If you like, you can add 1-2 slices of crisp bread or a small “Weckerl” (bread roll) to it. If it's whole grain, it's a nice plus, but it doesn't have to be (yes, whole grain is usually better - but you also have to be able to make a compromise without the world ending).
3. Fish can combination
Cans of fish (or ready-made fish salads from the counter) are much better than their reputation. Even those in “sauce” are often completely okay! I make sure that the fish is sustainably caught (e.g. MSC-certified) and then I read the label: I want it to contain ingredients that I would have at home myself: spices, tomato paste, etc. but no flavors, flavor enhancers or preservatives. If a little sugar is lower on the ingredients list, I don't mind.
Fish provides us with great protein - for this we need vegetables and a “starch fist” - here, too, I reach for the tried and tested “snack vegetables” and crispbread. Finished!
By the way, canned fish and crispbread are a great combination for an “emergency meal” from the desk drawer. Both last forever and the combination contains high quality protein, good fats, keeps blood sugar stable and provides energy. -If the vegetables are missing, that's no big deal. You can make up for that at another meal.
4. A sandwich / bread roll PLUS
It is of course easiest if you can get yourself a filled “Weckerl” (bread roll). Please note the following:
1) the finished “tramezzini” or packaged sandwiches that are not freshly put together on site are often full of preservatives - so read the labels!
2) Bread is cheap, the topping is more expensive - accordingly weckerl / rolls are often filled sparingly. But we want a better ratio of carbohydrates to protein. We therefore prefer to eat only one roll (= 1 fist size), but that is well filled (= 1 palm size egg white). If you can have this freshly put together, then you must have your rolls / rolls covered with a thick layer. If the egg whites seem a bit low to you, see if you can add a hard-boiled egg (sometimes available individually), half a cup of cottage cheese, or a few sheets of ham separately. Isn't that all whole grain? Don't stress yourself - every now and then this isn't a drama.
What are we still missing now? Correct! Vegetables! So go to the vegetable department - and look for two sizes of your “favorite snack vegetables” there.
5. Warm soup
If you have the opportunity to warm yourself up in the office, then ready-made soups from the cooling shelf are an option. You have to pay attention to this: is there enough protein? What else is in there? No flavors, yeast extracts, flavor enhancers or preservatives, please!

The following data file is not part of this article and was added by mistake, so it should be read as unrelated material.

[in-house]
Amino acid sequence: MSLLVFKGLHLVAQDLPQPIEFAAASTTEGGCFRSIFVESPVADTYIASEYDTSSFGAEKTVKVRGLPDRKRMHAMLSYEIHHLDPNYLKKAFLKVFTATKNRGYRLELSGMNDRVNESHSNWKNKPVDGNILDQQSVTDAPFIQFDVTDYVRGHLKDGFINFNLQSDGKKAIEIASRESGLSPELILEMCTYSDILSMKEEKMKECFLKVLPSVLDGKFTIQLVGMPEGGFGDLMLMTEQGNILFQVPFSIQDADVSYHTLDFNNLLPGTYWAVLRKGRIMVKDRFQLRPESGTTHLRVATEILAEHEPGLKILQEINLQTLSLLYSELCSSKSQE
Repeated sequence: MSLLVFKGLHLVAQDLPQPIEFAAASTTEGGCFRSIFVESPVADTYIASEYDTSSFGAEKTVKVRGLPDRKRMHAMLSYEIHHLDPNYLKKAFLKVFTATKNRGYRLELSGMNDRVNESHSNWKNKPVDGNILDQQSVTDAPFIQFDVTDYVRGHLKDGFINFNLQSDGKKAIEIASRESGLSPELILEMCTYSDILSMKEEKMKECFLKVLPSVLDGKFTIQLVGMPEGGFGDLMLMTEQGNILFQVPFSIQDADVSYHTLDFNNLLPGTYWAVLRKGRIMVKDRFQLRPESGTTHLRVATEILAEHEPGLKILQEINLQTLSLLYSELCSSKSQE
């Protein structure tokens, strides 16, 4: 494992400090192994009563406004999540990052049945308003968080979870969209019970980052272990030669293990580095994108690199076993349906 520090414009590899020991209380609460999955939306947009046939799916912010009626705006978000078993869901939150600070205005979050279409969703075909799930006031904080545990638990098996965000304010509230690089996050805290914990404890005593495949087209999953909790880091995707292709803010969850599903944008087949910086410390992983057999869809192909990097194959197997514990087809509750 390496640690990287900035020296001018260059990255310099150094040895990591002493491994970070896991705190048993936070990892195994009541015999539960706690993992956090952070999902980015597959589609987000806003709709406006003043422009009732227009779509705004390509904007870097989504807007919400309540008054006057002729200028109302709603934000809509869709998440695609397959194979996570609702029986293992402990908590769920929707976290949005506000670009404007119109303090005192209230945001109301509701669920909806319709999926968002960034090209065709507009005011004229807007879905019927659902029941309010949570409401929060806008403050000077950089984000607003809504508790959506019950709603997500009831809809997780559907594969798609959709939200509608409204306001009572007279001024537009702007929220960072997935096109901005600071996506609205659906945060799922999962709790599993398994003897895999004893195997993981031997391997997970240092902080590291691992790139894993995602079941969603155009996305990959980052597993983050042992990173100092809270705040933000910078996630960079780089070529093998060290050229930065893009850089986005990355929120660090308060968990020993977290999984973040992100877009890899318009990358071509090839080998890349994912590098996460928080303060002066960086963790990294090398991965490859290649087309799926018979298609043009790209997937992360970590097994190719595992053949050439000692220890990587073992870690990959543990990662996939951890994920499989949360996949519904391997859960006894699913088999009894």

Most of the time, there is protein in these lentil or bean soups, and in rare cases meat. But: unfortunately, there is often little to no protein and then it is not a complete meal. Pumpkin soups and sweet potato soups often fall into this category. So be sure to look at the nutritional table. You are looking for the line with the "protein". As a guideline: ideally you need about 20g of protein per meal. The absolute lower limit for me would be 10g for your portion. Look at the label: if, for example, there are 4g of protein per 100g and the portion is 400g, that's 16g of protein and therefore perfect.
There is enough protein, but not enough vegetables (read labels!):
Cut a carrot and a small zucchini into small cubes and let them simmer briefly. Finished!
Not enough protein?
Get some shrimp, a fish fillet (both frozen) or half a can of beans and let them steep in the soup. Very easily!
6. Meat from the warming counter
In many supermarkets there are also warm dishes at the meat counter, for example minced patties (meatballs, meatballs) or roast chicken or grilled chicken legs (grilled chicken legs). The potato salad with it is perhaps not ideal, because it was rarely made on site and therefore likes to contain preservatives, but a fist's size to go with it is no big deal - and then all we need is the vegetables, so that an after-dinner meal The rule of thumb is: a small ready-made, mixed salad from the refrigerated shelf or 2 fists of the obligatory snack vegetables. enjoy the meal!
In the video in the Premium rule of thumb we discuss some other ideas and also how you can recognize a “good” spread and those that you should rather avoid. Not a member yet? Then it is high time! 😉 You can join us from 15.95 per month. You can find more information here!
What do YOU eat when you have to go super fast and you can only buy something in the supermarket? Tell us in the comments - the best tips often come straight from you!